Several hundred H-1B visa applicants are suing the Department of Homeland Security over alleged “rampant fraud and abuse” in a Trump-era system of registration and distribution of the specialty worker visas.
The prior administration’s online registration system, created by a 2019 rule, has sparked a whole industry of consultant firms and fake employers to register on applicants’ behalf multiple times to boost the individuals’ chances of selection, and the rule must be thrown out, the plaintiffs’ lawyers wrote in a complaint filed late Monday at the U.S. District Court for the District of Columbia in Washington.
“Because the current selection process is based on the number of registrations, rather than on an individual basis, individuals with multiple registrations have considerably higher probabilities of being selected,” according to the complaint. “The probabilities dwindle significantly for individuals with only one registration,” it continued, adding that the plaintiffs had seen their chances decline for this reason.
U.S. Citizenship and Immigration Services, a unit of DHS, makes 65,000 of these visas available for individuals with bachelor’s degrees, and offers another 20,000 to non-U.S. residents with advanced degrees each year. Demand vastly exceeds supply.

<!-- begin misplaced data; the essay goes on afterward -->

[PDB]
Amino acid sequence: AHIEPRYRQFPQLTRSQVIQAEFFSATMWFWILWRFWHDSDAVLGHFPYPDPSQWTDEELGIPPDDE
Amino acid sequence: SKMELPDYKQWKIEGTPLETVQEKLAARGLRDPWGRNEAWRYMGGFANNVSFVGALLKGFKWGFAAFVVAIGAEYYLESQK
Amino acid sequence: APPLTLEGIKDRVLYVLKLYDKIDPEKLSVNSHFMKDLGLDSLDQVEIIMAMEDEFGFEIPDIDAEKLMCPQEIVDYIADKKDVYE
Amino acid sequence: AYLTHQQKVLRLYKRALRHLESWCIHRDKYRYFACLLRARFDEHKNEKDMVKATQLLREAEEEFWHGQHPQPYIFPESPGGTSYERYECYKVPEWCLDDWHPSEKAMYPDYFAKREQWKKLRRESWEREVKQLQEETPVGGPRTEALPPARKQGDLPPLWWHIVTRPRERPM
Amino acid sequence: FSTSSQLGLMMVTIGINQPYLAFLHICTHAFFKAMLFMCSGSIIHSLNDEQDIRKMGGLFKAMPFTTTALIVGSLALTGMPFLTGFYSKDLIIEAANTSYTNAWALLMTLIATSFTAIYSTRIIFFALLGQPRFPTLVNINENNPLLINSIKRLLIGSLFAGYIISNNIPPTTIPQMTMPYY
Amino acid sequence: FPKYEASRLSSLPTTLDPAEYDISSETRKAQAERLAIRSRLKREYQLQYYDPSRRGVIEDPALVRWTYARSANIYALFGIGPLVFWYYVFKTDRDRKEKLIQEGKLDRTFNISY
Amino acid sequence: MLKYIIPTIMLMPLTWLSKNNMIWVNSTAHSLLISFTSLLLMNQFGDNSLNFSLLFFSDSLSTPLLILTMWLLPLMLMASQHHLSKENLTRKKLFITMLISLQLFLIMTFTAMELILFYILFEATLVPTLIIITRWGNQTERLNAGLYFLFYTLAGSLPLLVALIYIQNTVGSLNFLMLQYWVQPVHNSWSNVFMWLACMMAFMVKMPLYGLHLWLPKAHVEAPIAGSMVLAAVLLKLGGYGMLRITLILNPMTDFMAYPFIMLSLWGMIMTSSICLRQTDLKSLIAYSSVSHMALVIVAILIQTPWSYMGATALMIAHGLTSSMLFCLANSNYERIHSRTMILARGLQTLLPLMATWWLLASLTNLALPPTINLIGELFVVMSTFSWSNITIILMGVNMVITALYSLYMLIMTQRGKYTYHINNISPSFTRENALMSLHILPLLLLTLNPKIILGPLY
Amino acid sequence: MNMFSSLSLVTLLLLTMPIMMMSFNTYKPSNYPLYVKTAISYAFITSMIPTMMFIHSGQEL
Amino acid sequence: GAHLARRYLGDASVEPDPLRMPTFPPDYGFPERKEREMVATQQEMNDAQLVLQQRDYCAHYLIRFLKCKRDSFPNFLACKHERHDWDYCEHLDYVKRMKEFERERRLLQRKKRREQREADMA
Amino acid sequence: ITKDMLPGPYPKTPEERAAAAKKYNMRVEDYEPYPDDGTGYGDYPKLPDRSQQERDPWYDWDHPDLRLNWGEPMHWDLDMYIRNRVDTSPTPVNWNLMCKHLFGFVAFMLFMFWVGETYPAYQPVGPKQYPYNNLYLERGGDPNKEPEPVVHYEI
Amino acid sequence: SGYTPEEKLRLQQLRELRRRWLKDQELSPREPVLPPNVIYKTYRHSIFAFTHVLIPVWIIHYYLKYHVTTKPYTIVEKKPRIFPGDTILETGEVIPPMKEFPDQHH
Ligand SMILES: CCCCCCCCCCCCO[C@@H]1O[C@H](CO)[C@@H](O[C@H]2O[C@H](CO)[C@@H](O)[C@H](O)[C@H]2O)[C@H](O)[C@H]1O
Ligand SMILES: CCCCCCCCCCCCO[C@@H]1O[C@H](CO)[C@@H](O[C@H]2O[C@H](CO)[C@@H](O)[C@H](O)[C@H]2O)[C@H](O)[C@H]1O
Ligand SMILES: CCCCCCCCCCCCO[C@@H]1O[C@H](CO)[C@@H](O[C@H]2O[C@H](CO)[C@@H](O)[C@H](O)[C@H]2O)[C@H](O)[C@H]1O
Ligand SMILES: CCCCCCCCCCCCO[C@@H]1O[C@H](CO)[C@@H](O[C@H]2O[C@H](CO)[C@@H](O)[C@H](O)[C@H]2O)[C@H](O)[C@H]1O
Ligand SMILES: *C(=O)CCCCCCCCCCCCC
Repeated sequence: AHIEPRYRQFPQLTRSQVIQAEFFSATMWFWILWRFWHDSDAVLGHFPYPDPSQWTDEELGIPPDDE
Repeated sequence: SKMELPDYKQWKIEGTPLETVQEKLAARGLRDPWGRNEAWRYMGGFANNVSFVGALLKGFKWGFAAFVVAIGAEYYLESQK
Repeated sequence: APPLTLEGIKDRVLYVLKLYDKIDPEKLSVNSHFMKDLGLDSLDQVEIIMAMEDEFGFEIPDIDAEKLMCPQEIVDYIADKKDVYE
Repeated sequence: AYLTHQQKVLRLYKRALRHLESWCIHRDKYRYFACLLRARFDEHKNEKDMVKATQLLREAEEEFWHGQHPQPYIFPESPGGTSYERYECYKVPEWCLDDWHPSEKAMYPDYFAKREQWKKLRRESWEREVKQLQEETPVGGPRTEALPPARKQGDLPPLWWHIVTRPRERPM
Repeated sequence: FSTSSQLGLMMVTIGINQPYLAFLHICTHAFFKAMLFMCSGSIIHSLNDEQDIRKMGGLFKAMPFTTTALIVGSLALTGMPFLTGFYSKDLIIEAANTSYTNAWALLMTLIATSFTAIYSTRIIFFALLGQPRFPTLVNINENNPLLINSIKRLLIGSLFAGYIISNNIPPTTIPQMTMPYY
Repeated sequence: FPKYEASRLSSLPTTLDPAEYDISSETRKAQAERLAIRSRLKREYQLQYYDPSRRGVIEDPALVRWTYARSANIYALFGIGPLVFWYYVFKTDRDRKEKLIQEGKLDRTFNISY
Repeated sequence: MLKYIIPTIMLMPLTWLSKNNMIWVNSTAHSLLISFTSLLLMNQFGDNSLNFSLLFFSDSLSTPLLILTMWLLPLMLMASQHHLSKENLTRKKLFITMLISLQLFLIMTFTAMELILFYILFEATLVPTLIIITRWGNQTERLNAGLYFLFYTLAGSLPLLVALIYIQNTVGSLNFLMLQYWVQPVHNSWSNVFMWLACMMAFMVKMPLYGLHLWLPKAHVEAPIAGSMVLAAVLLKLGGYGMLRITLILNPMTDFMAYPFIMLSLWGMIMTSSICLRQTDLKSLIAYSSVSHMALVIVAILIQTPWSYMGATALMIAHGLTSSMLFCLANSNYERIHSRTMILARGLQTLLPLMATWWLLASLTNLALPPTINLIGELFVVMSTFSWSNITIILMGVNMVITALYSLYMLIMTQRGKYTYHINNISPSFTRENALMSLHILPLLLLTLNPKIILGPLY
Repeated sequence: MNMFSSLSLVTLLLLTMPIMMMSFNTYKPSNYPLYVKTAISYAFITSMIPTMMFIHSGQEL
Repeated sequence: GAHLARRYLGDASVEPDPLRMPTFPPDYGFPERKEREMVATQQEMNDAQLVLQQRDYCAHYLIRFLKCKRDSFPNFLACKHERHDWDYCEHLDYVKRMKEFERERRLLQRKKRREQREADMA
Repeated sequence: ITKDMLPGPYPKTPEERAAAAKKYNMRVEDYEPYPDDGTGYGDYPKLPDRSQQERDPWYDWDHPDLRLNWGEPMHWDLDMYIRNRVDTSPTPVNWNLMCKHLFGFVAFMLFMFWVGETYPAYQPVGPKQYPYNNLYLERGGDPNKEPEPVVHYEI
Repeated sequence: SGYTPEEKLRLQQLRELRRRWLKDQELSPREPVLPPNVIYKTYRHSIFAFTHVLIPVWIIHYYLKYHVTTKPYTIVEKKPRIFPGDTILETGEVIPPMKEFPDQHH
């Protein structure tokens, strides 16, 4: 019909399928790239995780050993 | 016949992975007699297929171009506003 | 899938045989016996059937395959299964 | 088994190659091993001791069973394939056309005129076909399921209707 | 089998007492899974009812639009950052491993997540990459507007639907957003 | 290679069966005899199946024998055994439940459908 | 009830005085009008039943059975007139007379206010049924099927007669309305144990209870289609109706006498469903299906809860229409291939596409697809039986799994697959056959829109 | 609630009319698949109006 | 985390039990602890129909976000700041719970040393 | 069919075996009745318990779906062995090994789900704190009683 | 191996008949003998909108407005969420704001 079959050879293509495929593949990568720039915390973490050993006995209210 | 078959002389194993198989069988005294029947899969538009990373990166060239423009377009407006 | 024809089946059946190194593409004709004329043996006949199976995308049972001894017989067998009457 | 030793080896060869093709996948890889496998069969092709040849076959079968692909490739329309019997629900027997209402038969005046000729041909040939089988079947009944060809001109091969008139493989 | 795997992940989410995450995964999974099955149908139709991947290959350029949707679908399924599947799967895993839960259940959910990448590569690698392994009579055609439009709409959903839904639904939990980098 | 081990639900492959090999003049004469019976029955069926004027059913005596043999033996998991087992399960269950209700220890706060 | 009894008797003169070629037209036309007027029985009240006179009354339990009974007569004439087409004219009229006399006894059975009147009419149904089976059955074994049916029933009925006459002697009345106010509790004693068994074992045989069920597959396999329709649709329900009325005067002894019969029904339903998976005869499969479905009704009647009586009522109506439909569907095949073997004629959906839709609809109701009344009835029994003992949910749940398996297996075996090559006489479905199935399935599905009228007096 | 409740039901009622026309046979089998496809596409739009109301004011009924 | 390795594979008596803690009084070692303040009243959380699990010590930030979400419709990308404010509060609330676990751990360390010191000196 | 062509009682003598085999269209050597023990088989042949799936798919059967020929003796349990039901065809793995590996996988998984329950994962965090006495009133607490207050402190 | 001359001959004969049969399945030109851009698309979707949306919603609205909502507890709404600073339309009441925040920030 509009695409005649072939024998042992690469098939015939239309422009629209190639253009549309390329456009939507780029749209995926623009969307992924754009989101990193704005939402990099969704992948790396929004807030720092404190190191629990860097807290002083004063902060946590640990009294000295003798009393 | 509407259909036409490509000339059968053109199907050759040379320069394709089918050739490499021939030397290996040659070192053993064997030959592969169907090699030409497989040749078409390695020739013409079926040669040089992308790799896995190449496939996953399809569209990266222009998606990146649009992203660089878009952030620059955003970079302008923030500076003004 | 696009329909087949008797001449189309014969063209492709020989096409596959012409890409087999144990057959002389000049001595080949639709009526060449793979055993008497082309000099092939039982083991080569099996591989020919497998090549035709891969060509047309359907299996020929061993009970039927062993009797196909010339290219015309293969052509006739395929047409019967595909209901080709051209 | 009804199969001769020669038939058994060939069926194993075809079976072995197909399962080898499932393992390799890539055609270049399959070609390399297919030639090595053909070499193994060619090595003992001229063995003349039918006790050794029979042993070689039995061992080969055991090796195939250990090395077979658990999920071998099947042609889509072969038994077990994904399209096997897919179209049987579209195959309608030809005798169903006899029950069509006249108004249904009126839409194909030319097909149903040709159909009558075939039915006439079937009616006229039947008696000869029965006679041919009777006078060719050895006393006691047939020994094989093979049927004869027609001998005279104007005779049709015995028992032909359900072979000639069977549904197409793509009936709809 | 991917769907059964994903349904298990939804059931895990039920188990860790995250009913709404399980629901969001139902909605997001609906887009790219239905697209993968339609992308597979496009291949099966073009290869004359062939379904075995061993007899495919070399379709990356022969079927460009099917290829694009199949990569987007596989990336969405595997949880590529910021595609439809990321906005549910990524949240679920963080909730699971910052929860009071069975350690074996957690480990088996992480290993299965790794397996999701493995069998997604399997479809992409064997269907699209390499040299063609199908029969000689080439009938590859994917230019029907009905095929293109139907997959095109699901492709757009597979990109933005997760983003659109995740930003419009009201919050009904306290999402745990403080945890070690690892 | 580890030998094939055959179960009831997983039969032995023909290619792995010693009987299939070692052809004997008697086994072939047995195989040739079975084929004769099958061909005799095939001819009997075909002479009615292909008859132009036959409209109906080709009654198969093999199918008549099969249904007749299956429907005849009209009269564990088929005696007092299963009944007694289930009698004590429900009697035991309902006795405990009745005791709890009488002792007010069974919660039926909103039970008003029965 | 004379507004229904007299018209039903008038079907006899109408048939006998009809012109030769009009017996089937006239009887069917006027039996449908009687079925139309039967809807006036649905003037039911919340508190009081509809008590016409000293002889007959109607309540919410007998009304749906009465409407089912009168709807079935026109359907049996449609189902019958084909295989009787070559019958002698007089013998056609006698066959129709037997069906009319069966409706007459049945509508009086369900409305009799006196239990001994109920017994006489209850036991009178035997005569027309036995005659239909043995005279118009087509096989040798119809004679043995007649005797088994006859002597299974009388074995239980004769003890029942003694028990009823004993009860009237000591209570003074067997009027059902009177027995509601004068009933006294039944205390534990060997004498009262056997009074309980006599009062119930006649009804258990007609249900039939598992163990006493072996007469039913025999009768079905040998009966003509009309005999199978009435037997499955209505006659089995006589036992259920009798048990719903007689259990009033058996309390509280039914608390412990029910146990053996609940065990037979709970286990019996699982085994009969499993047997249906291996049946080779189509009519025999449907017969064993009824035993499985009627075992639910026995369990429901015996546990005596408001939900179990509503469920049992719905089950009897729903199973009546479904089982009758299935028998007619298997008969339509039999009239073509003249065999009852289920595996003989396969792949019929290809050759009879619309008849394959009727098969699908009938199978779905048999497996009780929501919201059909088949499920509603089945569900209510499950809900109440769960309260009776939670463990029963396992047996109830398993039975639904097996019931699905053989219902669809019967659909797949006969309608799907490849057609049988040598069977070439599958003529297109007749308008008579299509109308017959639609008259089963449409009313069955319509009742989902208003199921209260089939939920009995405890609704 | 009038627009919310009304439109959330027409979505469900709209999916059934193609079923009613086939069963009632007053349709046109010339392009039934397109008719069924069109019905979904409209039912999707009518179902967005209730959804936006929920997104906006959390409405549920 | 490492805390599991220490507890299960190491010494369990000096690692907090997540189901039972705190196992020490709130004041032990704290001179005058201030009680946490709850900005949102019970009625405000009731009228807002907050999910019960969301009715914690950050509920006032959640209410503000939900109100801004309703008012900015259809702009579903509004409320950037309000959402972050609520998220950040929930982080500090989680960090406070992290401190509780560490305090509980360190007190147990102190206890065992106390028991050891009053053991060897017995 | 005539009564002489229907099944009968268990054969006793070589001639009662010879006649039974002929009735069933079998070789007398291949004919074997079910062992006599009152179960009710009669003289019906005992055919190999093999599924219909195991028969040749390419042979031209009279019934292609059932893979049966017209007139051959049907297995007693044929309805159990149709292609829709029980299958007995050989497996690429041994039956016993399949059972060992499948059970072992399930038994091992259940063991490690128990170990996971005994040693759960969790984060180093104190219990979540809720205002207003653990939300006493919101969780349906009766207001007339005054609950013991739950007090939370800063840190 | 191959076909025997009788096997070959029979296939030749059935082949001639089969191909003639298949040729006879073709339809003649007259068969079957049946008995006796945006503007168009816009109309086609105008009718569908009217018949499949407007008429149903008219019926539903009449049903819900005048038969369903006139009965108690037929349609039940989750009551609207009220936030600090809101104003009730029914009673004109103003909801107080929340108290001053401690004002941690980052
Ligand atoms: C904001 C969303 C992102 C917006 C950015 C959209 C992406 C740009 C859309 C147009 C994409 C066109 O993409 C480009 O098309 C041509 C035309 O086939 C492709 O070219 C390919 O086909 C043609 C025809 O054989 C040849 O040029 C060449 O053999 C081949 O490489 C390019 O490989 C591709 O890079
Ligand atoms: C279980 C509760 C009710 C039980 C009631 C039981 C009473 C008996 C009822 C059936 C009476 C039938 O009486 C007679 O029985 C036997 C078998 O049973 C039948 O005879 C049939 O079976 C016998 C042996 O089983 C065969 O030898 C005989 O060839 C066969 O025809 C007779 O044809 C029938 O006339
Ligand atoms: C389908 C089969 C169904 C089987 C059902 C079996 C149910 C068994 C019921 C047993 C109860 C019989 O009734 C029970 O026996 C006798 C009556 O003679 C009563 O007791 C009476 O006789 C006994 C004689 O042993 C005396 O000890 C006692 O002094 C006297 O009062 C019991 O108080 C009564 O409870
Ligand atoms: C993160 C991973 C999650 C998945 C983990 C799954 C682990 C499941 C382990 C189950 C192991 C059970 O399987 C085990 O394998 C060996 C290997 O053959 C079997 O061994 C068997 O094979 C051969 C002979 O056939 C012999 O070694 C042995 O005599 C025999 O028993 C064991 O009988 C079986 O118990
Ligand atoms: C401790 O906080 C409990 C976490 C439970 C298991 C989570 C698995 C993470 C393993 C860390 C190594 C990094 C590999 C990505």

Another rule altering the processing of H-1B visas in the waning days of then-President Donald Trump’s tenure—switching from a random lottery to a system favoring employers offering the highest salaries—also has prompted lawsuits.
DHS Secretary Alejandro Mayorkas and USCIS also were named as defendants in the complaint, a copy of which was provided to Bloomberg Law by counsel for the plaintiffs. The as-filed document wasn’t immediately available online.
Spokespeople for DHS didn’t immediately respond to email requests for comment on the allegations. A USCIS spokesperson said the agency doesn’t comment on pending litigation.
The case is Liu v. Mayorkas, D.D.C., 21-cv-01725